We all know how important it is to safeguard our health during the COVID-19 pandemic. Many of us have even taken extra steps to make sure there is no reason for anyone to contest a will or trust if the worst comes to pass. What we don’t often think about, however, is the financial abuse that can happen during times of uncertainty. Would-be financial abusers look at crises as opportunities. It is important now, more than ever, to make sure your loved ones are taking steps to avoid elder financial abuse.
One of the best things abusers can hope for is to instill a sense of urgency about what they are offering and the information potential victims need to give them in return. People presenting legitimate opportunities don’t often feel the need to make others rush. No one should be hurried into a decision they are uncertain about, especially when their money or personal assets are involved. If a loved one is feeling pressure to make a decision hastily, advise them to step back from the situation and give themselves room to make a more thorough assessment.
Most of us know never to give out personal information if prompted to do so by an untrusted source, but clicking on links attached to emails or texts that come seemingly out of the blue can be just as dangerous, even if they look like they’re coming from someone familiar. Abusers may entice potential victims to visit sites or download malicious files that can steal login credentials and other sensitive information. During this time in particular, many fraudulent offers claim to sell coronavirus detection systems, cures, or vaccines. Know that right now, no such viable devices or cures are available to the public, so if someone is offering them for purchase, it’s best to disconnect.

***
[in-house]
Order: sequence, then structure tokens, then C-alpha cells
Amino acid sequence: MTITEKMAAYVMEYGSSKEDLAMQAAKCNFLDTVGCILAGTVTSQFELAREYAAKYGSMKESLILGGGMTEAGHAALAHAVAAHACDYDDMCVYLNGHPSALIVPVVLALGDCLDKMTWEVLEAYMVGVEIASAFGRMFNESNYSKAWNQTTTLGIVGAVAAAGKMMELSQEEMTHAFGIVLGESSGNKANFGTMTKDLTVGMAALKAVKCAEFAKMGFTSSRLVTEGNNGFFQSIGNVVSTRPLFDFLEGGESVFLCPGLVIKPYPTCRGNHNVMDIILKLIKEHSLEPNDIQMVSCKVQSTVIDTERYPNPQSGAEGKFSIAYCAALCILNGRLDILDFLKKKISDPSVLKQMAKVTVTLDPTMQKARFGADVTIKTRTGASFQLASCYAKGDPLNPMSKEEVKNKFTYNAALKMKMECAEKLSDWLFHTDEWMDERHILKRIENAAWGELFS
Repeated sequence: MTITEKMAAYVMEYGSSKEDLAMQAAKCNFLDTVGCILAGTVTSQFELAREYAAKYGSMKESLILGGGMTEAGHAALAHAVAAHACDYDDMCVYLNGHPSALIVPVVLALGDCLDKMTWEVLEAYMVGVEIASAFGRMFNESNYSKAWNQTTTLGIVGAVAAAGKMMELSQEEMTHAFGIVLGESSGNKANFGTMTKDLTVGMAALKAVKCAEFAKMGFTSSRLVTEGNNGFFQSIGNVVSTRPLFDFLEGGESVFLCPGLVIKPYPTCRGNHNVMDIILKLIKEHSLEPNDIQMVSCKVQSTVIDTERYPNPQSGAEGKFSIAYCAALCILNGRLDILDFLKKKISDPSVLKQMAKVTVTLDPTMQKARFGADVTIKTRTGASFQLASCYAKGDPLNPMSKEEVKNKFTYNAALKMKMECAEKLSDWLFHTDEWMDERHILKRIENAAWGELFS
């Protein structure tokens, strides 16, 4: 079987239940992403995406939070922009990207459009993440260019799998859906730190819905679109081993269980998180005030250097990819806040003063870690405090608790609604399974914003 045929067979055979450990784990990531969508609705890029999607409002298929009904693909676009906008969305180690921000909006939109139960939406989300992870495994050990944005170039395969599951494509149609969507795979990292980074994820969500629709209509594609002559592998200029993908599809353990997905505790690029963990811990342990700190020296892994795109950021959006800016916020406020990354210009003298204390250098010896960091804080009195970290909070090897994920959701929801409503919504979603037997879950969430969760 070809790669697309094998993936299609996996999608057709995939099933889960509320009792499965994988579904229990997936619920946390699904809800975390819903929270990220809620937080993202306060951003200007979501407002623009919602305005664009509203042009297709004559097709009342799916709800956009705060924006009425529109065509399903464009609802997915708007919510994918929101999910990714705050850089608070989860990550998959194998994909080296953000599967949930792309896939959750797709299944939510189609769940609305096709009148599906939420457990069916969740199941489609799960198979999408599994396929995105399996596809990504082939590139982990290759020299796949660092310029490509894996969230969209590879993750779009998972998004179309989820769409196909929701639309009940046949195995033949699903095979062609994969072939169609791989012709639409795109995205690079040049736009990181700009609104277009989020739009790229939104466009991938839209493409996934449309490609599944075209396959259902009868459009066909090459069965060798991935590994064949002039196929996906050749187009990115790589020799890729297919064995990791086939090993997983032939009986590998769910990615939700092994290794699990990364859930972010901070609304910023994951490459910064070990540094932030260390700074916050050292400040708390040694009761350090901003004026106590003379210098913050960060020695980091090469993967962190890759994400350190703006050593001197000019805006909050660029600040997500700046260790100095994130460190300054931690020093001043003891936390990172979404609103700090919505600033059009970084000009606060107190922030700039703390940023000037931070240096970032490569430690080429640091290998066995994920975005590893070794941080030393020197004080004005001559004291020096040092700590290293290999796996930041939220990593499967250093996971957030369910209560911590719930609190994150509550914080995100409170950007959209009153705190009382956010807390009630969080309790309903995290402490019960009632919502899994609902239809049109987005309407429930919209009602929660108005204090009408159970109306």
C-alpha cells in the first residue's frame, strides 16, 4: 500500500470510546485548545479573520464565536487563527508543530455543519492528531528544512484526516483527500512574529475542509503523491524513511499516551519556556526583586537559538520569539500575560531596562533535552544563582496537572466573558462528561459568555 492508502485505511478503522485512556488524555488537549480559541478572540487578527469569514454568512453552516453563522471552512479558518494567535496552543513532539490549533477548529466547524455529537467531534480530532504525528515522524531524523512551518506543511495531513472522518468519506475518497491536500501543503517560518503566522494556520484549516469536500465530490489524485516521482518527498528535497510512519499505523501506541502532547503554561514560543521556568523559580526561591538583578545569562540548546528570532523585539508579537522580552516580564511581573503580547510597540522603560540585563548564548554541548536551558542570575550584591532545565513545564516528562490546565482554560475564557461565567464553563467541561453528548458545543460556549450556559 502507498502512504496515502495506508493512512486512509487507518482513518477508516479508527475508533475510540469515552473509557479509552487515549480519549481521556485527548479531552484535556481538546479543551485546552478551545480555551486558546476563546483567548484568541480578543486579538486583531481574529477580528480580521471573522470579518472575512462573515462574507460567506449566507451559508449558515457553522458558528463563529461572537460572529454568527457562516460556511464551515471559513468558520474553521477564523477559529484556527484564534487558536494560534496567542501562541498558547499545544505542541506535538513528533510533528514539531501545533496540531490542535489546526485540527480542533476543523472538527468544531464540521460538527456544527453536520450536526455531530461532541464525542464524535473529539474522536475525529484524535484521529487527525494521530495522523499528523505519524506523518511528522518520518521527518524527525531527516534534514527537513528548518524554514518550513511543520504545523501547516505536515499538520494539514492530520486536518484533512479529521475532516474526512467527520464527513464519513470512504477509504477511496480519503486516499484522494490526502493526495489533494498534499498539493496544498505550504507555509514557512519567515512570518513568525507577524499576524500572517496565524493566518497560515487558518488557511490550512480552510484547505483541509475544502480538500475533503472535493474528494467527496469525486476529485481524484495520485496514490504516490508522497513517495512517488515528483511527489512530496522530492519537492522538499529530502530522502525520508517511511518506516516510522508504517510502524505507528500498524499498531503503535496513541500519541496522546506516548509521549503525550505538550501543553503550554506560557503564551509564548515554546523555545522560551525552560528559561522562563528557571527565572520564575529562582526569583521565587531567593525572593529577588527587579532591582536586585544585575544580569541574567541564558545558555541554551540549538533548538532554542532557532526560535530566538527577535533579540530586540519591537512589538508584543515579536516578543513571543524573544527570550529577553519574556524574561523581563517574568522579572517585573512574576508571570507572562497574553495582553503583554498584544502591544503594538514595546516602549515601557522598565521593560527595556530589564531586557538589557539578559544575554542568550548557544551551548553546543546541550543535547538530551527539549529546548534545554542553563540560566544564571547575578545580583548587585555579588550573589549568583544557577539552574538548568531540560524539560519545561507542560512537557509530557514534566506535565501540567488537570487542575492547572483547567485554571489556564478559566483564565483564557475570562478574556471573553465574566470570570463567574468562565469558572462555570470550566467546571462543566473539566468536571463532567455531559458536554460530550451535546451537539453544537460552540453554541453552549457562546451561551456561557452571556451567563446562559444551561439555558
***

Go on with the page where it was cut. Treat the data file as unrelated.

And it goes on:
Before making a purchase or donating to a charity or other organization, make sure you and your loved one feel confident that the organization is above-board. Do all the facts align? Is there information about the product, service, or organization on other more reputable sites? The Federal Trade Commission recommends typing the specific situation or company (i.e. “IRS call”) into your favorite search engine with the words “review,” “complaint, or “scam.” The search should quickly reveal whether the circumstances in question are indicative of a fraudulent situation that others have already reported.
If the offer your loved one is contemplating is legitimate, there will be more than enough time to do adequate research on the opportunity and act on it later. An established circle of family members, friends, or advisors is an excellent resource for those feeling uneasy about a situation’s trustworthiness. Make sure your loved one knows that they can reach out to you or other designated people to ask questions or get a second opinion.
Despite our best efforts, sometimes cases of elder financial abuse still happen. If you suspect that you or someone you love is a victim of financial abuse, contact us at (949) 753-9100 to speak with our team about your situation.